• The most common foreign language among patient care managers is Spanish at 68.7%.

Online Courses For Patient Care Manager That You May Like

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This course should be taken after the Symptom Management course and continues building your primary palliative care skills – communication, psychosocial support, goals of care, and symptom management. You will explore transitions in care such as survivorship and hospice. You will learn how to create a survivorship care plan and how to best support a patient. The course also covers spiritual care and will teach you how to screen for spiritual distress. Finally, you will learn the requirements...

2. Essentials of Palliative Care


This course starts you on your journey of integrating primary palliative care into your daily lives. You will learn what palliative care is, how to communicate with patients, show empathy, and practice difficult conversations. You will learn how to screen for distress and provide psychosocial support. You will learn about goals of care and advance care planning and how to improve your success with having these conversations with patients. Finally, you will explore important cultural...

3. Providing Trauma-Informed Care


Exploring psychological trauma and how to provide care and compassion to trauma survivors...

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Best States For a Patient Care Manager

Some places are better than others when it comes to starting a career as a patient care manager. The best states for people in this position are California, Oregon, Massachusetts, and Rhode Island. Patient care managers make the most in California with an average salary of $92,049. Whereas in Oregon and Massachusetts, they would average $90,877 and $88,704, respectively. While patient care managers would only make an average of $88,692 in Rhode Island, you would still make more there than in the rest of the country. We determined these as the best states based on job availability and pay. By finding the median salary, cost of living, and using the Bureau of Labor Statistics' Location Quotient, we narrowed down our list of states to these four.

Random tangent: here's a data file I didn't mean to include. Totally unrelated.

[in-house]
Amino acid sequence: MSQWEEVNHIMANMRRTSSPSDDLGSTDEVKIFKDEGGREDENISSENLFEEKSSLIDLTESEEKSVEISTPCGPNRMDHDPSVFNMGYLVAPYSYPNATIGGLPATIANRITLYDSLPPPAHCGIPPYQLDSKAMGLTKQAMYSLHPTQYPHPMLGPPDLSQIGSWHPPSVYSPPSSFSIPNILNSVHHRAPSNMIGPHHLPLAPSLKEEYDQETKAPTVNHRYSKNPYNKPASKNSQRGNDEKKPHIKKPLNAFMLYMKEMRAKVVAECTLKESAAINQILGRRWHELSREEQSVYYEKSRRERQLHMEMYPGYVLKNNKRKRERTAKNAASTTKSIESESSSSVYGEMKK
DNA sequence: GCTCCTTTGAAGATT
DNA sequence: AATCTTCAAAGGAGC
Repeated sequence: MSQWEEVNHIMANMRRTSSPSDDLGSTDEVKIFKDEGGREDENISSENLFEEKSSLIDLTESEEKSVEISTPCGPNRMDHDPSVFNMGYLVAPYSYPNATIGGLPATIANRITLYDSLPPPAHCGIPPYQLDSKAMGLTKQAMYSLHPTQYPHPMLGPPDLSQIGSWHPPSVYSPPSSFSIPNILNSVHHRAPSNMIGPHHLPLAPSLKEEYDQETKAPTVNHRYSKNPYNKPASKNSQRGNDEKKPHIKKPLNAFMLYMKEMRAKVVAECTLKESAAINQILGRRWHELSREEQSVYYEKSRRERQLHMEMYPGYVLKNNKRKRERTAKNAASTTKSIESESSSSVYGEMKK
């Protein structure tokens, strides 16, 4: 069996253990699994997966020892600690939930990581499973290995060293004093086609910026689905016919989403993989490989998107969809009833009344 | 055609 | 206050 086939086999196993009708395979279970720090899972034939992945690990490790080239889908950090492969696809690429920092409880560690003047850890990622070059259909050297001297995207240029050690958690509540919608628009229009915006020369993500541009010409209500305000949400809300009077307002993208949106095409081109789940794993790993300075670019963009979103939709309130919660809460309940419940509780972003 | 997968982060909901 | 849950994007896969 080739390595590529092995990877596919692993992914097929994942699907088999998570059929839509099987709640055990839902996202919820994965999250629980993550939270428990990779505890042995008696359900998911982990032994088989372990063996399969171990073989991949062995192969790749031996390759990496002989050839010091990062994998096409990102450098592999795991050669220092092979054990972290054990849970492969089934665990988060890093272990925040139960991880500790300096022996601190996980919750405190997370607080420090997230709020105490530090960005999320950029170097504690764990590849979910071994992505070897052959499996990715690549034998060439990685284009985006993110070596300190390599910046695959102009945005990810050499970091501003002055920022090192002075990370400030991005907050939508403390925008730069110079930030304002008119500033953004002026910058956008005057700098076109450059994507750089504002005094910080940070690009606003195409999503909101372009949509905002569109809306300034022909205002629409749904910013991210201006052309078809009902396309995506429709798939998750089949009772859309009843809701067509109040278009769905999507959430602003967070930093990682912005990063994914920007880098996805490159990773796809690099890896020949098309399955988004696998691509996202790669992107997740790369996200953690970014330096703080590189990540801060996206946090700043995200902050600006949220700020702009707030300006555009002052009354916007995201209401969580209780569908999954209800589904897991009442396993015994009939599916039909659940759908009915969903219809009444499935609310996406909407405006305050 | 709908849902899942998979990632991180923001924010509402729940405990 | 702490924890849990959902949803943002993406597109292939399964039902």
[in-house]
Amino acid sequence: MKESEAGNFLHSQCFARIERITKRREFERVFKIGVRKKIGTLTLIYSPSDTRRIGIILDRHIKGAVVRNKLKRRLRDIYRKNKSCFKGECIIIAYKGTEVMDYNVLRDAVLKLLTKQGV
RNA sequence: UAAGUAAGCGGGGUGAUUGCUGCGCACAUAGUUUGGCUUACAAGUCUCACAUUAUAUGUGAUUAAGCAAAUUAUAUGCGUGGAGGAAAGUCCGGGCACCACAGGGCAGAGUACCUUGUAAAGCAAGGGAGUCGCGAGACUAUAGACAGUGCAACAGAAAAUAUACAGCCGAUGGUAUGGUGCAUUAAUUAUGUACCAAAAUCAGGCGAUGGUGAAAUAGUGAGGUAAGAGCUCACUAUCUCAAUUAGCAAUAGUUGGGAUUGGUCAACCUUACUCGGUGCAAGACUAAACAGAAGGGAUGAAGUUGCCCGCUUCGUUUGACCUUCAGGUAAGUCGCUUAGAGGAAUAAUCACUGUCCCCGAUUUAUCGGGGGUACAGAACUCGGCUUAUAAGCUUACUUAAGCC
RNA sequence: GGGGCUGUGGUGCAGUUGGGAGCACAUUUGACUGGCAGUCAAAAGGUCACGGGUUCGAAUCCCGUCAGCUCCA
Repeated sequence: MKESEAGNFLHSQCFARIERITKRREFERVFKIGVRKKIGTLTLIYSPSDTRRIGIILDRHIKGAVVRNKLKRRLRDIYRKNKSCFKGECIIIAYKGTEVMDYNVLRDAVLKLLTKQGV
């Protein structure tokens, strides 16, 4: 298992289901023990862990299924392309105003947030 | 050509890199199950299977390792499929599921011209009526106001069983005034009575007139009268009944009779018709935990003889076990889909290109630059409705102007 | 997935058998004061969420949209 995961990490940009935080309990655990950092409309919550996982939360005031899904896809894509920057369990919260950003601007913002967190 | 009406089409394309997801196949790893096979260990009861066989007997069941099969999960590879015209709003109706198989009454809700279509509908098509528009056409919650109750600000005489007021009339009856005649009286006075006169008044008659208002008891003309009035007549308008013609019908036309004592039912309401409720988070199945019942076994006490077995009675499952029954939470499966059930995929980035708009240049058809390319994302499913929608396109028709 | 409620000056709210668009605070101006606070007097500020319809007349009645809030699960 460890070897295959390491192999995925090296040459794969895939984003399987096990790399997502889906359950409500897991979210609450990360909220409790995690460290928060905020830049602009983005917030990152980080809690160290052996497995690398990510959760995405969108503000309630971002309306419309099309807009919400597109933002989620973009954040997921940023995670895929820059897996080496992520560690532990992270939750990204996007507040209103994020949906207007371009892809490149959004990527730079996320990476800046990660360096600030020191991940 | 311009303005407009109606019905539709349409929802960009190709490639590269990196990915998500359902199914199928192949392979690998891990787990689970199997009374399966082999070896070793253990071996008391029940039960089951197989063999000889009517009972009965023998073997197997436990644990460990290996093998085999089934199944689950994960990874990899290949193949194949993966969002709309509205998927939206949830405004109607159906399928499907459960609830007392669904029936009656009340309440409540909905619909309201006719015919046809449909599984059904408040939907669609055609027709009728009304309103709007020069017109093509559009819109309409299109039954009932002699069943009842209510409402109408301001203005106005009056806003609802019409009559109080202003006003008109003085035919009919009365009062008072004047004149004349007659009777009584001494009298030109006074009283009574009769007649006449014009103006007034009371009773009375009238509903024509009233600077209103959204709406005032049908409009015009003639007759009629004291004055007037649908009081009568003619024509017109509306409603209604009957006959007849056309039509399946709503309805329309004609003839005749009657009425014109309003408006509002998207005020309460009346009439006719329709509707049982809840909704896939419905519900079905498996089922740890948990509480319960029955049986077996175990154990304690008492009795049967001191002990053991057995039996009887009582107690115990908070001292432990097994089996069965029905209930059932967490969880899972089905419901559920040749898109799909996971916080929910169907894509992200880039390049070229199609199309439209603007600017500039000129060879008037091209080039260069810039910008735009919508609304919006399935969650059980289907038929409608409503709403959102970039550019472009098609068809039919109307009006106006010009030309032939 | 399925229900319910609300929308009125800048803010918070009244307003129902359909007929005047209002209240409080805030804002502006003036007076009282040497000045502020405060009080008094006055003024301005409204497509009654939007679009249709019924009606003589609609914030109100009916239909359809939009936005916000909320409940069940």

1. Maine

Total Patient Care Manager Jobs: 425
Highest 10% Earn:
Location Quotient:

2. Oregon

Total Patient Care Manager Jobs: 839
Highest 10% Earn:
Location Quotient:

3. Delaware

Total Patient Care Manager Jobs: 278
Highest 10% Earn:
Location Quotient:
Full List Of Best States For Patient Care Managers

How Do Patient Care Managers Rate Their Jobs?

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Top Patient Care Manager Employers

We've made finding a great employer to work for easy by doing the hard work for you. We looked into employers that employ patient care managers and discovered their number of patient care manager opportunities and average salary. Through our research, we concluded that Humana was the best, especially with an average salary of $82,391. Greenfield Senior Living follows up with an average salary of $31,550, and then comes Brandywine Senior Living with an average of $33,321. In addition, we know most people would rather work from home. So instead of having to change careers, we identified the best employers for remote work as a patient care manager. The employers include AmeriHealth Caritas, CareFirst BlueCross BlueShield, and Smartsheet

Most Common Employers For Patient Care Manager

RankCompanyAverage SalaryHourly RateJob Openings
4Brighton Collectibles$72,147$34.6966
5Matrix Medical Network$71,358$34.3119
7Philadelphia Corporation for Aging$52,768$25.3733
8Bergen's Promise$52,607$25.2950
9Magellan Health$44,054$21.1847
10Ocean Partnership For Children$41,437$19.9219

Patient Care Manager Videos

Becoming a Patient Care Manager FAQs

How Do I Become A Good Patient Care Manager?

To become a good patient care manager, you need to earn a college degree and relevant certification and develop superhuman communication, compassion, and resilience.

The first step to becoming a good patient care manager is to earn your degree. Most patient care managers have their degrees in nursing, social work, or psychology, though business is also common.

How Much Do Care Managers Earn?

Care managers earn $29.79 an hour, on average. That's $61,964 annually.

There is a great degree of variation between the highest and lowest paid care managers. Top earning care managers make in the low six-figures, while the entry-level average is just $38,000 annually.

What Qualifications Do I Need To Be A Care Manager?

The qualifications you need to be a care manager are a college degree, in addition to relevant work experience, financial expertise, and a variety of soft skills.

You need a college degree to be a care manager. Most care managers earn their bachelor's or master's degrees in nursing, social work, or psychology. It is possible to get hired in some roles with only an associate's degree.